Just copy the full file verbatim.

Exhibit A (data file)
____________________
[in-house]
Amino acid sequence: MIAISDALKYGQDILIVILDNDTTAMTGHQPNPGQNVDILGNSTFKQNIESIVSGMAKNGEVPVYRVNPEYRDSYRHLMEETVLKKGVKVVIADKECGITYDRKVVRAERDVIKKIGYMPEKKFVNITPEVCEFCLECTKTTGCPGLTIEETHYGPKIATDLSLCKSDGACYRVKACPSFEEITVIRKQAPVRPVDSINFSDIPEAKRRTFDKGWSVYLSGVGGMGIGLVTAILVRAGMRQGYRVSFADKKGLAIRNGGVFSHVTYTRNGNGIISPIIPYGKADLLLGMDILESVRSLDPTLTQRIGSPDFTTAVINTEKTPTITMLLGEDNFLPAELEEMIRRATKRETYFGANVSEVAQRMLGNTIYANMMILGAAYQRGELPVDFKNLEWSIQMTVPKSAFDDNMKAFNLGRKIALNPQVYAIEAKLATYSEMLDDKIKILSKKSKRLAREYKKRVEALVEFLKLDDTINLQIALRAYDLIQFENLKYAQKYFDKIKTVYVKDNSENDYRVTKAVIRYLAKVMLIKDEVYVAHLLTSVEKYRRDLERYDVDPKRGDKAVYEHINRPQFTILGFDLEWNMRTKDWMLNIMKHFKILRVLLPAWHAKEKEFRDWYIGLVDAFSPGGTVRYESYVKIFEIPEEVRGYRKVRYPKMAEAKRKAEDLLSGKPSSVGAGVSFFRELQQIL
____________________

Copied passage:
[in-house]
Amino acid sequence: MIAISDALKYGQDILIVILDNDTTAMTGHQPNPGQNVDILGNSTFKQNIESIVSGMAKNGEVPVYRVNPEYRDSYRHLMEETVLKKGVKVVIADKECGITYDRKVVRAERDVIKKIGYMPEKKFVNITPEVCEFCLECTKTTGCPGLTIEETHYGPKIATDLSLCKSDGACYRVKACPSFEEITVIRKQAPVRPVDSINFSDIPEAKRRTFDKGWSVYLSGVGGMGIGLVTAILVRAGMRQGYRVSFADKKGLAIRNGGVFSHVTYTRNGNGIISPIIPYGKADLLLGMDILESVRSLDPTLTQRIGSPDFTTAVINTEKTPTITMLLGEDNFLPAELEEMIRRATKRETYFGANVSEVAQRMLGNTIYANMMILGAAYQRGELPVDFKNLEWSIQMTVPKSAFDDNMKAFNLGRKIALNPQVYAIEAKLATYSEMLDDKIKILSKKSKRLAREYKKRVEALVEFLKLDDTINLQIALRAYDLIQFENLKYAQKYFDKIKTVYVKDNSENDYRVTKAVIRYLAKVMLIKDEVYVAHLLTSVEKYRRDLERYDVDPKRGDKAVYEHINRPQFTILGFDLEWNMRTKDWMLNIMKHFKILRVLLPAWHAKEKEFRDWYIGLVDAFSPGGTVRYESYVKIFEIPEEVRGYRKVRYPKMAEAKRKAEDLLSGKPSSVGAGVSFFRELQQIL